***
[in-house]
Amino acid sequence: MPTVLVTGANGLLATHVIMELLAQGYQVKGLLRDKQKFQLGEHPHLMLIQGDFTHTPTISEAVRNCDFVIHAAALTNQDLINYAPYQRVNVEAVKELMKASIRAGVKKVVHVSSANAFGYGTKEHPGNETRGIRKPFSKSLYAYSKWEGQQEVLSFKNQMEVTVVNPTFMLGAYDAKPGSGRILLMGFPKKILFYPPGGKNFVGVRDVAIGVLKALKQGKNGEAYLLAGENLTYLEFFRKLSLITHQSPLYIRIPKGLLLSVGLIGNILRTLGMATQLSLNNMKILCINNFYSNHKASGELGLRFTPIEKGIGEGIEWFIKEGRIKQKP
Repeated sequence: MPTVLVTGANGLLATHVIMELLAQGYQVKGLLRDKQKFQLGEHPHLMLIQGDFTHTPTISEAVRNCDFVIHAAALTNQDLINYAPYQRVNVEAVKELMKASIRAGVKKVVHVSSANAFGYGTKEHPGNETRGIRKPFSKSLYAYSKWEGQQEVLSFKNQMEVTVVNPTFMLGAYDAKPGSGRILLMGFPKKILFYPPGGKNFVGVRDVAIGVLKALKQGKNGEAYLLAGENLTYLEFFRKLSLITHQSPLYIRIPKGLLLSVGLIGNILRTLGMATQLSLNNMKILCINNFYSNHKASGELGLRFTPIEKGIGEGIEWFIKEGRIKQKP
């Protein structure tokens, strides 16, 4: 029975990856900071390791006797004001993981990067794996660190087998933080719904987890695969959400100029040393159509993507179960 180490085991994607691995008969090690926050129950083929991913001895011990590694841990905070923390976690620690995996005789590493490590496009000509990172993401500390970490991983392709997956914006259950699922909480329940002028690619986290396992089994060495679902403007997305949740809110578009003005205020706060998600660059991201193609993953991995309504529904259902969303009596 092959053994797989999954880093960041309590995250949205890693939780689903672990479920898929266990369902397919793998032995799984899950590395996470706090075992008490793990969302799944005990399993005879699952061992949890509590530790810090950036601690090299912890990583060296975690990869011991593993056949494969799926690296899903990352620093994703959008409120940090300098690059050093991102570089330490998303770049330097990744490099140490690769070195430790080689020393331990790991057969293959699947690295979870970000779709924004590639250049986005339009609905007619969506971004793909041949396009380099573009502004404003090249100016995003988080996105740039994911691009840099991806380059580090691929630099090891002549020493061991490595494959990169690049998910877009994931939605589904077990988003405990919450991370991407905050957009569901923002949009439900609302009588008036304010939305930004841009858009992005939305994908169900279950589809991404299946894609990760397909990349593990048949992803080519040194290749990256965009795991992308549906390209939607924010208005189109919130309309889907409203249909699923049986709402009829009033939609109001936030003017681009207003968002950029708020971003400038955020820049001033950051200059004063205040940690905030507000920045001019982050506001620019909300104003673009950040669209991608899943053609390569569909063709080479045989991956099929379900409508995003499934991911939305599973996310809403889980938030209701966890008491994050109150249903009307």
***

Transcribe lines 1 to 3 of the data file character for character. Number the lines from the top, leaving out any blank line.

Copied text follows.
[in-house]
Amino acid sequence: MPTVLVTGANGLLATHVIMELLAQGYQVKGLLRDKQKFQLGEHPHLMLIQGDFTHTPTISEAVRNCDFVIHAAALTNQDLINYAPYQRVNVEAVKELMKASIRAGVKKVVHVSSANAFGYGTKEHPGNETRGIRKPFSKSLYAYSKWEGQQEVLSFKNQMEVTVVNPTFMLGAYDAKPGSGRILLMGFPKKILFYPPGGKNFVGVRDVAIGVLKALKQGKNGEAYLLAGENLTYLEFFRKLSLITHQSPLYIRIPKGLLLSVGLIGNILRTLGMATQLSLNNMKILCINNFYSNHKASGELGLRFTPIEKGIGEGIEWFIKEGRIKQKP
Repeated sequence: MPTVLVTGANGLLATHVIMELLAQGYQVKGLLRDKQKFQLGEHPHLMLIQGDFTHTPTISEAVRNCDFVIHAAALTNQDLINYAPYQRVNVEAVKELMKASIRAGVKKVVHVSSANAFGYGTKEHPGNETRGIRKPFSKSLYAYSKWEGQQEVLSFKNQMEVTVVNPTFMLGAYDAKPGSGRILLMGFPKKILFYPPGGKNFVGVRDVAIGVLKALKQGKNGEAYLLAGENLTYLEFFRKLSLITHQSPLYIRIPKGLLLSVGLIGNILRTLGMATQLSLNNMKILCINNFYSNHKASGELGLRFTPIEKGIGEGIEWFIKEGRIKQKP